I am often called upon to repair the damage that has been done by "Piano Movers" that clearly didn't know what they were doing. Usually it's a broken leg on a small upright. Sometimes it's a deep scratch in a high-gloss polyester finish caused by improper wrapping. Sometimes the movers get the piano to the right house without any overt damage, but then put the piano back together wrong so something doesn't work right -- usually the sustain pedal. How can you avoid these scenarios when you have YOUR piano moved? Here are a few tips:
1. Get a referral from a local piano store. Piano stores usually have a few local movers that have good reputations in their rolodex. local piano stores in the area and ask them who they use to deliver their pianos. But don't ask the piano store to set up the move for you. Some get a piece of the action for the referral and jack up the price accordingly.
2. When you talk to the mover, ask them what kind of equipment they have for moving pianos. They should immediately qualify your question by asking if the piano is a grand or an upright. If it's a grand piano, they should say that they have a SKIDBOARD. If they do, ask them "What size is it?" as skidboards come in 6,7, and 8 foot sizes, each according to the length of the piano.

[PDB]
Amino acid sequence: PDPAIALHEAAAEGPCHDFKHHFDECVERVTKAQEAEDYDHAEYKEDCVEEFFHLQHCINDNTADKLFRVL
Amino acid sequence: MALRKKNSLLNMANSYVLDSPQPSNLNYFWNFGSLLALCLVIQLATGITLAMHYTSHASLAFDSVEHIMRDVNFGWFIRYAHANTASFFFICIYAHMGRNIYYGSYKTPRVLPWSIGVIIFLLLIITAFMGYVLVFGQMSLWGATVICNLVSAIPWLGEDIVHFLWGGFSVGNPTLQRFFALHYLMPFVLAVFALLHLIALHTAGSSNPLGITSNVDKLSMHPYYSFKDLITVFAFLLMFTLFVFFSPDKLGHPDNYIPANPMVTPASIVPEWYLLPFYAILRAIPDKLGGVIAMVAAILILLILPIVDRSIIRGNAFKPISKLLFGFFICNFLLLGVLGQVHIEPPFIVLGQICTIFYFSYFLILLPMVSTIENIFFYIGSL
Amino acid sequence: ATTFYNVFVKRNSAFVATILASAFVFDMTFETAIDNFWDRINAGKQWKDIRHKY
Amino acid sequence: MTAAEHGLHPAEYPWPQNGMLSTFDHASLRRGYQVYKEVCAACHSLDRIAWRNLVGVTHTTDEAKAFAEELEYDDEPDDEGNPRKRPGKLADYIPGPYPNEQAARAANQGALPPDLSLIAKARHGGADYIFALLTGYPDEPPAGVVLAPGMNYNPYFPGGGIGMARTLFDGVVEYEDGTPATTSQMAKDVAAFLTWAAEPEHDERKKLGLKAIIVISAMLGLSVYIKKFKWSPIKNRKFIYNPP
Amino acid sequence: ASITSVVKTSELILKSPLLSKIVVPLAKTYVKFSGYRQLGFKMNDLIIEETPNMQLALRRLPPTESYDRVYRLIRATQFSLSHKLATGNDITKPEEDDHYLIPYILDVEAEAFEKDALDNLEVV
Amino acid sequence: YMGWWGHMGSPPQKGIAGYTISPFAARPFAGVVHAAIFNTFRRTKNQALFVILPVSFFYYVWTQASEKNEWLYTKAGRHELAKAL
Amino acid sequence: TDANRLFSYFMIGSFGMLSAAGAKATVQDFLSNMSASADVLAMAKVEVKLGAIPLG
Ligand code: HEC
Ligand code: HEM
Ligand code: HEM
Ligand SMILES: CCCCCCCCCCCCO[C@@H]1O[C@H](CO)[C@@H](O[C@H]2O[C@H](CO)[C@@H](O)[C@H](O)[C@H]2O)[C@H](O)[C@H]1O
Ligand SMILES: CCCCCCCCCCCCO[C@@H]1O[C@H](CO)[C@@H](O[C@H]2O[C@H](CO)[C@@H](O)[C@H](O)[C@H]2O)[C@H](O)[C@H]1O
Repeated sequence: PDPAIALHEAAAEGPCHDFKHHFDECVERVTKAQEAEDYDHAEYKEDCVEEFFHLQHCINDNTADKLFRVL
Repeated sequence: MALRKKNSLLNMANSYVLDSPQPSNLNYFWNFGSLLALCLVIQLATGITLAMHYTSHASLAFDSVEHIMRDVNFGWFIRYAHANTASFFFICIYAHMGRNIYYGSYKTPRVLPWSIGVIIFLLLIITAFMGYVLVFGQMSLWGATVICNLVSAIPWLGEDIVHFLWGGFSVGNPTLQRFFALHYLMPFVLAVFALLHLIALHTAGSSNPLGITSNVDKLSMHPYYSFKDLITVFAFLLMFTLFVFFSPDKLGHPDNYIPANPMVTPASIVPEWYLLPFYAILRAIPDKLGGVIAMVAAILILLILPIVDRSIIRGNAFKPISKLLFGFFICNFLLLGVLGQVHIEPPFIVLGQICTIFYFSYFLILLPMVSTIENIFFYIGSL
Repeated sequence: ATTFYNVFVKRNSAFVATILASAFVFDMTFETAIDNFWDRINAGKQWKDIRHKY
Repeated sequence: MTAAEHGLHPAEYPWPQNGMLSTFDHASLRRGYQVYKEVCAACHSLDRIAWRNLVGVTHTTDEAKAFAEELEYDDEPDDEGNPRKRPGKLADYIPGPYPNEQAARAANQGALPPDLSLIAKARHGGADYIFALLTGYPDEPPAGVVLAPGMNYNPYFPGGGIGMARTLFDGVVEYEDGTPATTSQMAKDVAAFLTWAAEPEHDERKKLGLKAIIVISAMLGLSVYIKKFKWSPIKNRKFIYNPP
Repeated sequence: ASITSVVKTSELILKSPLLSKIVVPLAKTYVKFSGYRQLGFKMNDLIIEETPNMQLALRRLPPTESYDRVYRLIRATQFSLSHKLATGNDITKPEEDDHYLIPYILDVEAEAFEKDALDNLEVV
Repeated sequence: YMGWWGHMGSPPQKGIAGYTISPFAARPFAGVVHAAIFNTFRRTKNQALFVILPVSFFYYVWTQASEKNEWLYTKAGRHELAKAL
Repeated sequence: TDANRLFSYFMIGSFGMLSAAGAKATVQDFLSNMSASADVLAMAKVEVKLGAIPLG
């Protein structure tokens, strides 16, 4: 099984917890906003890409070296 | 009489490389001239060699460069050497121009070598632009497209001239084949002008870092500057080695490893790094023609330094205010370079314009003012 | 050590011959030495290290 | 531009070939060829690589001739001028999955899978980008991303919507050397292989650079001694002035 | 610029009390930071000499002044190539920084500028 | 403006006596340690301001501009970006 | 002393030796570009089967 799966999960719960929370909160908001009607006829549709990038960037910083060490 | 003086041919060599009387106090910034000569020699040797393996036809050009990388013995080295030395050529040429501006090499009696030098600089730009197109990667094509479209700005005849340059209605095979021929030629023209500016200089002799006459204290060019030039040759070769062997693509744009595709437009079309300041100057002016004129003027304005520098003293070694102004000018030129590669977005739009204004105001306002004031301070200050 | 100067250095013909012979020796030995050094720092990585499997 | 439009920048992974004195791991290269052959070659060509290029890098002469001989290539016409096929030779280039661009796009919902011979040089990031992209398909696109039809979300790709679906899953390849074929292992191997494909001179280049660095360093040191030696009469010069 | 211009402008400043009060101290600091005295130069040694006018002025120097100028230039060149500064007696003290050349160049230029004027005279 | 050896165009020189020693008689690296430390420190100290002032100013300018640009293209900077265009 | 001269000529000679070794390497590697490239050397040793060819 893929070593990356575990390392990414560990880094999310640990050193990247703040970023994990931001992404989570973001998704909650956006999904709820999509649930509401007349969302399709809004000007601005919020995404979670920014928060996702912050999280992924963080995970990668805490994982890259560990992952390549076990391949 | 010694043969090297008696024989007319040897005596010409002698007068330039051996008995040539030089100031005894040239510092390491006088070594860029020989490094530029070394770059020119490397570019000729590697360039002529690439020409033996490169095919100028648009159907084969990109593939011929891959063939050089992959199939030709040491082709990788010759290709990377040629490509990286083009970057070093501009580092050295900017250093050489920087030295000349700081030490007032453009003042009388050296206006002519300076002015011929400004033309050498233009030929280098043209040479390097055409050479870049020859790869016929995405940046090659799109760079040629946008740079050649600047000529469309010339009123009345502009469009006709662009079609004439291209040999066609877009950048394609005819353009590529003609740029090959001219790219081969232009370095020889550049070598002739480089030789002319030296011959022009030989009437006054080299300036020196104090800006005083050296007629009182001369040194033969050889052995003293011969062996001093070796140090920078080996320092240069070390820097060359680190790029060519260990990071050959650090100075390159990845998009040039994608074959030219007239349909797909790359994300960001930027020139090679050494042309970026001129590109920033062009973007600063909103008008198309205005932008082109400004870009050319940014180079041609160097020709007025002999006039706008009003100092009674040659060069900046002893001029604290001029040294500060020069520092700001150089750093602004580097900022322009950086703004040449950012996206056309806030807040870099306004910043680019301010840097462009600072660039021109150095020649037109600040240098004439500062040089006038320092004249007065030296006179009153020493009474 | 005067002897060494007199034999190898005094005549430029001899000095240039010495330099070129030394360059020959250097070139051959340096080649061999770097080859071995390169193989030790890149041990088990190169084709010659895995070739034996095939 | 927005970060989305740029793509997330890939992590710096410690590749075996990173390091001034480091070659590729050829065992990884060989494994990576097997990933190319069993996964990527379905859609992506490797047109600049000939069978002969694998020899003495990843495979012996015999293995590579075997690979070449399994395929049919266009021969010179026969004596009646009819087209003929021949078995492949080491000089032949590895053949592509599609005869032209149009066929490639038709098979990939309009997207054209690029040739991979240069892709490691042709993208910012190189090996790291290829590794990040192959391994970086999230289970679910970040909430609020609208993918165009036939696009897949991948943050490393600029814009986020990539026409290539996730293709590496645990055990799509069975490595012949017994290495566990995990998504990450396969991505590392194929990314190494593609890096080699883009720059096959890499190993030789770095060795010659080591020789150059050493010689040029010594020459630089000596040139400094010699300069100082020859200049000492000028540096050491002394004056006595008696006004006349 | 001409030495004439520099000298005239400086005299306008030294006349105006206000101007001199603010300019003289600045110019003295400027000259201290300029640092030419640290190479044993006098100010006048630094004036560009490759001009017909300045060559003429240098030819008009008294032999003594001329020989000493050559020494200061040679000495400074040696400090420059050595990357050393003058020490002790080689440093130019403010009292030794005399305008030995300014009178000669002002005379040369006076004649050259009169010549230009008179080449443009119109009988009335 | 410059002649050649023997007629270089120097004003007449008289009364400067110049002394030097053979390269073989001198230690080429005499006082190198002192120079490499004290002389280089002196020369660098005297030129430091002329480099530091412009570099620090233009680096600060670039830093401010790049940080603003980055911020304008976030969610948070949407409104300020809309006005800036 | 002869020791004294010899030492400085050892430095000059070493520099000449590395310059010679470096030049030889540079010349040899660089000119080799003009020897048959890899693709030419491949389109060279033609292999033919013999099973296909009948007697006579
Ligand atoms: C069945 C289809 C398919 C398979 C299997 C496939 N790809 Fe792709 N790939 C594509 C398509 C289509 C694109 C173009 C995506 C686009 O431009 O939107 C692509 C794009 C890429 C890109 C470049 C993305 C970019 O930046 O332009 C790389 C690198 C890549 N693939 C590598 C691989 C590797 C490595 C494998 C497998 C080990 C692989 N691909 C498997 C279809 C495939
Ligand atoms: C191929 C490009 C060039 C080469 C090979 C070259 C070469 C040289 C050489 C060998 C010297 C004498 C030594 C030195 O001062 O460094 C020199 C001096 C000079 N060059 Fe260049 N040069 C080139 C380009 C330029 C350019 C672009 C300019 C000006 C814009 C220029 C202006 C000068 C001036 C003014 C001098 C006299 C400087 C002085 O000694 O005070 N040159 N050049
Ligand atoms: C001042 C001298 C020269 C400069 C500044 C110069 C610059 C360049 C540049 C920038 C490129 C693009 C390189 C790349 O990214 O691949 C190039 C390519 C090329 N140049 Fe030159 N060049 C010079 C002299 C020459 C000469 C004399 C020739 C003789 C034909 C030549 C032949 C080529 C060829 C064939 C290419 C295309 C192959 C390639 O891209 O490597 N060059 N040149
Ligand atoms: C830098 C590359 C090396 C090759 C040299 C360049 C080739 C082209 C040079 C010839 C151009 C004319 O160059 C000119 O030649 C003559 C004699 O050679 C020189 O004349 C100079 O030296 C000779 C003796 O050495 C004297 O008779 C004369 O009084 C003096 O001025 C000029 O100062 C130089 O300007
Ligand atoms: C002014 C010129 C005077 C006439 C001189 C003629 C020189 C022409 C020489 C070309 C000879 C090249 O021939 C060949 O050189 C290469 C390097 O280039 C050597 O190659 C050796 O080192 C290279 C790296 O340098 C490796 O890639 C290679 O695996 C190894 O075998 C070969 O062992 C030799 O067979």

3. Pick a mover that regularly moves pianos and knows how to wrap them up correctly. And by all means, take a short video of the piano before they pick it up as an insurance policy against any claims you may need to make if they damage the piano in transit.
4. Ask if they are insured. Also, find out if they are insured for not only moving the piano but transporting it as well. If you have doubts, ask for their insurance card or the name of their carrier and contact them. Granted, if you are only transporting grandma's favorite spinet you may not need to know, but if it's a $100,000 grand...